Say ‘cheese!’

April 30, 2015

It’s time for a new picture.

I’ve had newspaper columns for nearly 15 years, and I’ve always promised myself that I would try to keep the picture accompanying it fairly current. This the result of having won a charity auction get-together with a columnist and being surprised by the lined face of the person I saw at lunch versus the smooth face that I saw in the paper at breakfast.

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The WTH? Files

April 2, 2015

I’m in my mid-60s and am descending the gradual hill that leads into Crotchety Valley, where all sorts of negative thoughts spontaneously pop into my brain, things like “Why do it this way? It’s stupid!” and “When did THIS change? I don’t like it!” and “I didn’t even know that hair could grow there!” I’m well-known to embrace all manner of colorful expletives, but because this is a family newspaper I’ll refer to these collective thoughts as the “What the Heck?” — or WTH? — Files.

Lately I find myself having more and more of these WTH? moments, many of them caused by a world far too informed, too digitalized, too connected and overmarketed, where data is king and content his queen, and  bandwidth must be filled. Thus:


> WTH? A weather app on my phone informed me:

Temperature: 76

Feels like: 75

> WTH? I went shopping, found shoes that I liked, and went to the checkout.

Clerk: (Not making eye contact, tapping at a screen.) “Do you know your rewards number?”

Me: “No.”

Clerk: “Can I have your rewards card?”

Me: “I don’t have one.”

Clerk: (Frowning, as if this news has made my purchase incredibly complex, perhaps even impossible.) “Hmm. Ooo-kaaaay then. Give me your phone number and email address.” Read more

What Goes, and What Stays

March 5, 2015

When you drive over the hill toward 405 and see the VMAC, do you still feel blue blue about the Seahawks? Fear not.

There was another “Boom” in Seattle before the “Legion of.” It was the “Sonic Boom,” and I signed up for for a decade of fanaticism. I’d moved to Seattle in ’72 from small-town Illinois, where basketball was king, where winters were so harsh and bleak that the best option for entertainment was to be packed into frigid cinder-block gyms in the dead of January to watch sons of farmers play the game. I transferred my basketball fan punchcard to Seattle and started listening to Bob Blackburn on the radio, and daily scanned the sports pages for stories about the SuperSonics in all three newspapers. Yes. Three.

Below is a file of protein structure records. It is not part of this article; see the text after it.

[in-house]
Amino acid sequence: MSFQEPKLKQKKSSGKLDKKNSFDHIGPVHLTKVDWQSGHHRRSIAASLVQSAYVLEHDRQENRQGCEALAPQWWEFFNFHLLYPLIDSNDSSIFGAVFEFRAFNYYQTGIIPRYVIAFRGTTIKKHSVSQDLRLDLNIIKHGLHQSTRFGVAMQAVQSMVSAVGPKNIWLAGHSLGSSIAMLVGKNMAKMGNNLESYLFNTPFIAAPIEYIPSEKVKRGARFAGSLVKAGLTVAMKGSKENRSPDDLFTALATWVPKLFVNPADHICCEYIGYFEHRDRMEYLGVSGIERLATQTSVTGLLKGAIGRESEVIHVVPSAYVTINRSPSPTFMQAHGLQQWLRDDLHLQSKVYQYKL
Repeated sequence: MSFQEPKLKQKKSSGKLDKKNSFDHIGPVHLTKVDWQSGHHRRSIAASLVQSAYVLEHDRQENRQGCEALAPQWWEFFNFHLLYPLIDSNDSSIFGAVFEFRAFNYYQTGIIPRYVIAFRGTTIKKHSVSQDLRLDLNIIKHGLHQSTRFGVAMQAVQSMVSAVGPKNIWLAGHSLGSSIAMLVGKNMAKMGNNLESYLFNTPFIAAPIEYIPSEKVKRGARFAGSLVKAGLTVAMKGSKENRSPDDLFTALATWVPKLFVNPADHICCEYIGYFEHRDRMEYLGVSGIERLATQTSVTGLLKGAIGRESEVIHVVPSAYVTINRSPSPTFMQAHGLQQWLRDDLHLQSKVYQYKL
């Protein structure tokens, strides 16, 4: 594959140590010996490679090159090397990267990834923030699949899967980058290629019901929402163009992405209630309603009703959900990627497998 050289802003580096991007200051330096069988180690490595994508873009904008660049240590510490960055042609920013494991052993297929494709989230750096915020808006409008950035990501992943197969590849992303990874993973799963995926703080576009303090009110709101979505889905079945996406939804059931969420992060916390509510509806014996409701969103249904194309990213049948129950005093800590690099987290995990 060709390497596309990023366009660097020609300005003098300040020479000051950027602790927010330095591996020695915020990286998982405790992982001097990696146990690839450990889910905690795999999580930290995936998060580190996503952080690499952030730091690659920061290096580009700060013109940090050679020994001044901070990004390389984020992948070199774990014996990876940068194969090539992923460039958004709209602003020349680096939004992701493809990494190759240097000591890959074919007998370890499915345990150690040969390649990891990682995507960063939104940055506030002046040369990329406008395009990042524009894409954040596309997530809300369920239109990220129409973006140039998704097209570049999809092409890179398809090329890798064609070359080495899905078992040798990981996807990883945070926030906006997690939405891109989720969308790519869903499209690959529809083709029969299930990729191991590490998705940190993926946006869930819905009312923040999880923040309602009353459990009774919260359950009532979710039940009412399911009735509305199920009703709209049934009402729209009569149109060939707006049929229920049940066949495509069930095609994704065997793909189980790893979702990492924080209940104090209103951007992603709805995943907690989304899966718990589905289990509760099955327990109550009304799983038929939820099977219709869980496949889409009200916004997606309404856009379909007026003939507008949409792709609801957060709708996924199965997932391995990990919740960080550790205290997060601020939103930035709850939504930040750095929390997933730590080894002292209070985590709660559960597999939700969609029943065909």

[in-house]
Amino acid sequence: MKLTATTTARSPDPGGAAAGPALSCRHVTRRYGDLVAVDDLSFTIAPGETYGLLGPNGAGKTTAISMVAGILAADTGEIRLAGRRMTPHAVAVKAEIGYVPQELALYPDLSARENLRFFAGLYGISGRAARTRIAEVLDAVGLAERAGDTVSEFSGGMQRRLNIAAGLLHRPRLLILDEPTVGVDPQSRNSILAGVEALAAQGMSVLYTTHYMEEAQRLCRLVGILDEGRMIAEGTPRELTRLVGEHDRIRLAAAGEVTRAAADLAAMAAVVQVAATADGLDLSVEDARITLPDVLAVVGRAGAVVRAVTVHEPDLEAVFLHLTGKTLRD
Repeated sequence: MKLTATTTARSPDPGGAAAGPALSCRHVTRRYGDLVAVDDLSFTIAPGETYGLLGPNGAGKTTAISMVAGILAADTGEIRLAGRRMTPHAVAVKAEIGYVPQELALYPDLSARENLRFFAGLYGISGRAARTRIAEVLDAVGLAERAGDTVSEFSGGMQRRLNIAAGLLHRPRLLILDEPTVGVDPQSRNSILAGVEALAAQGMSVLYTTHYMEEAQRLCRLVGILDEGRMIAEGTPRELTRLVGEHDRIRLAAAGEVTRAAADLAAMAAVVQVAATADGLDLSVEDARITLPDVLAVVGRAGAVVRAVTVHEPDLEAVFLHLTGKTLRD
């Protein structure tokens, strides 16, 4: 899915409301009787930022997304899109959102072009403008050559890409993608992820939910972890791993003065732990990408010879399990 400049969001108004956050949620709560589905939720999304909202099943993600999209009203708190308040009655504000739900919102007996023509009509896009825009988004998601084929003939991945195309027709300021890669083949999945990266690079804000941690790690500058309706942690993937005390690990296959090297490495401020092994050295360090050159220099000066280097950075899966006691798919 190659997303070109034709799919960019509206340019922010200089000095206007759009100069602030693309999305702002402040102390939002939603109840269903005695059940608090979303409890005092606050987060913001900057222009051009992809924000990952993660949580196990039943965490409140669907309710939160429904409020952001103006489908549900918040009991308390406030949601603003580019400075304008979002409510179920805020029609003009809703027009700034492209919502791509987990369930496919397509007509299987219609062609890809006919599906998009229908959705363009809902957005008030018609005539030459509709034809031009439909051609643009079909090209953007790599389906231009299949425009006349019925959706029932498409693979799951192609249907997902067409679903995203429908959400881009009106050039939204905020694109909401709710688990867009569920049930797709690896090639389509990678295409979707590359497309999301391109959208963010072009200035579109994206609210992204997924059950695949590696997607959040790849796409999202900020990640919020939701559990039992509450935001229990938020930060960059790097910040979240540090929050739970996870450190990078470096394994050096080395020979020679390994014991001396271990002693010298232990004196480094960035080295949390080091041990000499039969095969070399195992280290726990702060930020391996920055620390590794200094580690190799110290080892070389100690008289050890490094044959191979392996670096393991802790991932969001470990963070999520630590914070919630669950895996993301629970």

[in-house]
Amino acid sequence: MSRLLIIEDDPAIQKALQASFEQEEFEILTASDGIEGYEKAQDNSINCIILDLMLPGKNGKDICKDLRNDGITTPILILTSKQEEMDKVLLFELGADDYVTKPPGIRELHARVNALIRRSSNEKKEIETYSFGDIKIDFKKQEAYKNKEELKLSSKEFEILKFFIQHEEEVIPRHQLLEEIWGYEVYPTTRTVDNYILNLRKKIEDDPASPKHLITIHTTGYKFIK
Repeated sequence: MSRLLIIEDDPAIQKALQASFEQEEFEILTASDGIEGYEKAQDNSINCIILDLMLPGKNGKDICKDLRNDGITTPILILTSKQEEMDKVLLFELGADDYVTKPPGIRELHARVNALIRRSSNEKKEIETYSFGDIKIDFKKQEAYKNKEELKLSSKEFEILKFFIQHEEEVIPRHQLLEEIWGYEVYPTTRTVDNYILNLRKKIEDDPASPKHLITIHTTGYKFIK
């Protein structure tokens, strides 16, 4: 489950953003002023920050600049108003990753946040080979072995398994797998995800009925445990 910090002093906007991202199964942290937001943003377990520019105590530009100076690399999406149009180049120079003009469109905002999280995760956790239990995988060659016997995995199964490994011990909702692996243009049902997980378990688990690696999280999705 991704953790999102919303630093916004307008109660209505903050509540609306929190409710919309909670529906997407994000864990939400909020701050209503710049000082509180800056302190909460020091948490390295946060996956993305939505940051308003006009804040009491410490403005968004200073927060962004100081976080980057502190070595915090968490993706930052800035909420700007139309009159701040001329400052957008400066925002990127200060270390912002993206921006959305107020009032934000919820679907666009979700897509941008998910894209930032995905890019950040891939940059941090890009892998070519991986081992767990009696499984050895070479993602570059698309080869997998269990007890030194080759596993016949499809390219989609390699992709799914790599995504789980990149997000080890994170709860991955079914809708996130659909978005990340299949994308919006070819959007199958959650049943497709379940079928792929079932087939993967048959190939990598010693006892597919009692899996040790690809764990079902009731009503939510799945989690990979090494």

I was ecstatic when they began to win and make the playoffs, and I committed myself completely to the journey. In my saved box of Sonic history are newspaper clippings, a poem of mine that had been published (“Goodbye, Marvin; No Hard Feelings!”) and a front-page picture of myself and friends holding up a banner during the Denver playoff series (“We Got ‘em by the Nuggets!”). Read more

A tale of two coats

February 6, 2015

When the weather is miserable here we head to warmer climes, specifically the Palm Springs area.

Although neither of us are shoppers, when we stay in Rancho Mirage with my sister (who is a shopper) we visit the College of the Desert Street Fair, which is a walk away. It’s really not a street fair at all. It’s a “parking lot” fair, and there must be a hundred booths where you can buy clothing, golf accessories, hats, visors, art, jewelry, specialty foods, sunglasses and obviously, given the number of them that you see there, male senior citizens wearing high-waisted shorts.